3. A significant drop in consumer confidence – while surveys suggest some increase in apprehension, so far consumers are confident. Lower energy prices help. Could impeachment talk soil the mood? I don’t think it does directly. But if events played out in a way that the future of a Trump Presidency was in doubt, related uncertainties could give way to some pause. Interestingly, polls today show an overwhelming support for the impeachment process in Congressional districts with a Democratic Representative and overwhelming opposition in Republican-held districts. Should those opinions change in either direction in a meaningful way, the future would change accordingly. Members of Congress follow the polls.
4. The JOLTS survey of job openings – this monthly survey has shown measurable declines in recent months. Further declines would be disconcerting.
5. The stock and bond markets – Paul Samuelson, the noted economist, noted that markets have predicted nine of the last five recessions. That means almost as many false signals as positive ones. But virtually all recessions are preceded by some stock market decline. With rates declining, bond markets are signaling lower inflation expectations, although recent rallies suggest that maybe the lows in rates for this cycle are behind us. However, a meaningful deterioration in the economy would lower inflation expectations further and could invert the 2-10-year spread once again. If that were to happen, it would raise a pretty vivid warning sign. So far, over the past few weeks, the spread has actually widened a touch.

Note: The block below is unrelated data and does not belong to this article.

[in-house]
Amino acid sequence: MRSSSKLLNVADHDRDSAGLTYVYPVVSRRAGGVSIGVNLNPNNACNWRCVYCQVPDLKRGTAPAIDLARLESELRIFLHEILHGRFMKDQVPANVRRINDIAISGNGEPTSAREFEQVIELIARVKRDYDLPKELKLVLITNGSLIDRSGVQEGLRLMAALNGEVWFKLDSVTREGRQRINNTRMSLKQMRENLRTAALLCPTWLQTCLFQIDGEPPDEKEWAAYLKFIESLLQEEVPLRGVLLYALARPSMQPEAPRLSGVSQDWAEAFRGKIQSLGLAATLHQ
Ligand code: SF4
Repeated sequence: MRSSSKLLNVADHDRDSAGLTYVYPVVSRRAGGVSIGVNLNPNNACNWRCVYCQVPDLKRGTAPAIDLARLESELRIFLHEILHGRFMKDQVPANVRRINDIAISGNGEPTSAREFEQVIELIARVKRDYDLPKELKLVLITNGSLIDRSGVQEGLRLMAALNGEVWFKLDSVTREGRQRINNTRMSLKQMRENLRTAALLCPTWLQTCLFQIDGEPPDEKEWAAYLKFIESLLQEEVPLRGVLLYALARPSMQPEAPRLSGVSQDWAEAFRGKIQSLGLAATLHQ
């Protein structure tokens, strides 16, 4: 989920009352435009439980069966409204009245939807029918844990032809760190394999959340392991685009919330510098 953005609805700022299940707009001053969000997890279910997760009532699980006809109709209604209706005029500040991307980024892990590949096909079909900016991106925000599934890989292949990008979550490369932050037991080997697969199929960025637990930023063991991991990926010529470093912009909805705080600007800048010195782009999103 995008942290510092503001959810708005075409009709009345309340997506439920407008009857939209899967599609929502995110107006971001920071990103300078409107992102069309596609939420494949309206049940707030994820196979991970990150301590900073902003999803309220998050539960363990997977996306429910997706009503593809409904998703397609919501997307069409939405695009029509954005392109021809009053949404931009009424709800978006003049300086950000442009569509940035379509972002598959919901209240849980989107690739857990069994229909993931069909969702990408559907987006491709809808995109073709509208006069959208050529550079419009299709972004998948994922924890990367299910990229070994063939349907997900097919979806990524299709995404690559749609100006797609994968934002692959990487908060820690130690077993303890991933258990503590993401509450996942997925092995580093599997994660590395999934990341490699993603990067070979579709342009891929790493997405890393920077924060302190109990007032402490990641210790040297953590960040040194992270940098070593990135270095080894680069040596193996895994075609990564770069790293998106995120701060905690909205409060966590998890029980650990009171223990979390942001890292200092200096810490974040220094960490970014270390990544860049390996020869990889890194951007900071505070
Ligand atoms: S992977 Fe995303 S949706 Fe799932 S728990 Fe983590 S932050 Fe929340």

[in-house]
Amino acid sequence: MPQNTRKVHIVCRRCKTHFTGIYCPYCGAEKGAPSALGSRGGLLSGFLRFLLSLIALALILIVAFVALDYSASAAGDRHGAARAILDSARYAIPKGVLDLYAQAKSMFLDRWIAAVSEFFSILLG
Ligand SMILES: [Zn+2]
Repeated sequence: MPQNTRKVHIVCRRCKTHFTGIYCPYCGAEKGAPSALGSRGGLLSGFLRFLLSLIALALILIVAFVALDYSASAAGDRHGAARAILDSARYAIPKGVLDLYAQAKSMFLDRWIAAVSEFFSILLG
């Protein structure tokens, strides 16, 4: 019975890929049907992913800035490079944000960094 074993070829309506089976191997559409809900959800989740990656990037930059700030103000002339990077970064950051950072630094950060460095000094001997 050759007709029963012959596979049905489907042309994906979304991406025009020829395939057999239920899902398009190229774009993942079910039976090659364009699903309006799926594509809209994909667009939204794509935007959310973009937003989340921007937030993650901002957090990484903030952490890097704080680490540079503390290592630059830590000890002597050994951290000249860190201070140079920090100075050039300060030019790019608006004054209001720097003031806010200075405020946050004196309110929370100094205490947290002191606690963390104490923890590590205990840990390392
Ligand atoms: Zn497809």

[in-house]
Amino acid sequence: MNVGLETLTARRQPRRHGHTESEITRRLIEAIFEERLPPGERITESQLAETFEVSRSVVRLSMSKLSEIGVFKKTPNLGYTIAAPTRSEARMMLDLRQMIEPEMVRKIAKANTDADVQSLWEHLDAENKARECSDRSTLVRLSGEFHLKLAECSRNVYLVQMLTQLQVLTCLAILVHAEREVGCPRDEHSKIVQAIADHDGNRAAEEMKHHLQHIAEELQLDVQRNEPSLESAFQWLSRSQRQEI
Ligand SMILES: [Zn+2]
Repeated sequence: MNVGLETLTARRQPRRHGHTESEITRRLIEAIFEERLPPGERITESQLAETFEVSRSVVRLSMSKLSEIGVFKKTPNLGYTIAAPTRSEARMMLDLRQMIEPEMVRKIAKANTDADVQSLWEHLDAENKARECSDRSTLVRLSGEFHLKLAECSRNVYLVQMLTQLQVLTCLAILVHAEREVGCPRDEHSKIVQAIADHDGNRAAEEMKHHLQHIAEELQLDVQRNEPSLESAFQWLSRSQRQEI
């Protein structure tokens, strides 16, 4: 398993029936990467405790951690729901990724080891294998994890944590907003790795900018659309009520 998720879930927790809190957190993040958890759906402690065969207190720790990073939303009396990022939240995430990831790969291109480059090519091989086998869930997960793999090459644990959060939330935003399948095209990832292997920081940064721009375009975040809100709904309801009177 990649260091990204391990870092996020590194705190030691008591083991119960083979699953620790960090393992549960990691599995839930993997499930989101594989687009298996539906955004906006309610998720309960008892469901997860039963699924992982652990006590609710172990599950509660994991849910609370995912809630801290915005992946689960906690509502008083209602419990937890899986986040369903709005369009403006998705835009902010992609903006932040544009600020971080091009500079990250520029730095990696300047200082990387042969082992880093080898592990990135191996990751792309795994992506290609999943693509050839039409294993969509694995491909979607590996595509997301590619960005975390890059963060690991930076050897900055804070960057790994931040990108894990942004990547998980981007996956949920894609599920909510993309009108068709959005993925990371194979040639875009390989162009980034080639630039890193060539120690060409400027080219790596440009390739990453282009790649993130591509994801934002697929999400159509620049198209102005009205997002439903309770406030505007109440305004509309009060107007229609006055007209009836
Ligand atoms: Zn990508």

The bottom line is that growth is slowing but signs of recession are still not visible. We see some points of concern but no real sense that recession is imminent. That could change, of course, particularly if the full package of proposed Chinese tariffs are implemented by the end of 2019. However, given the economic and political climate today, I still believe it is unlikely we see the full package implemented. Right now, the President needs a few wins, not more pain.
These conclusions don’t preclude a brief sharp correction. We haven’t had one yet this year. October is often a volatile month, and stock valuations are full. But I don’t see any correction likely to be long lasting without a commensurate recession. So far, data doesn’t support a recession thesis.
Today, Kelly Ripa is 49. Sting is 68. Singer Don McLean is 74. He has been spending the last 48 years singing one song, “American Pie” as the centerpiece of his concert tours.
James M. Meyer, CFA 610-260-2220